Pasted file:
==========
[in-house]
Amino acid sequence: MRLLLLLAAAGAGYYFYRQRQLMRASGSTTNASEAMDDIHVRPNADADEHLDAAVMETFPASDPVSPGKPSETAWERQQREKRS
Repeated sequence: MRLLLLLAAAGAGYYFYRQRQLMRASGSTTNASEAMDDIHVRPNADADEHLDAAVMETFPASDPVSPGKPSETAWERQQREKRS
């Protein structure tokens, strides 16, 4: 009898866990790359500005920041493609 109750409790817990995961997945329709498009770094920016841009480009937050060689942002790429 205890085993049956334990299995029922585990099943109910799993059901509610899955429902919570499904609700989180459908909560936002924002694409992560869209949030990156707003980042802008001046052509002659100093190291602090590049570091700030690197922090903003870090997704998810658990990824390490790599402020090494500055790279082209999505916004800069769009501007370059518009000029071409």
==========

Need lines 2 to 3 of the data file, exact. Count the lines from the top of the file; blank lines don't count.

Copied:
Amino acid sequence: MRLLLLLAAAGAGYYFYRQRQLMRASGSTTNASEAMDDIHVRPNADADEHLDAAVMETFPASDPVSPGKPSETAWERQQREKRS
Repeated sequence: MRLLLLLAAAGAGYYFYRQRQLMRASGSTTNASEAMDDIHVRPNADADEHLDAAVMETFPASDPVSPGKPSETAWERQQREKRS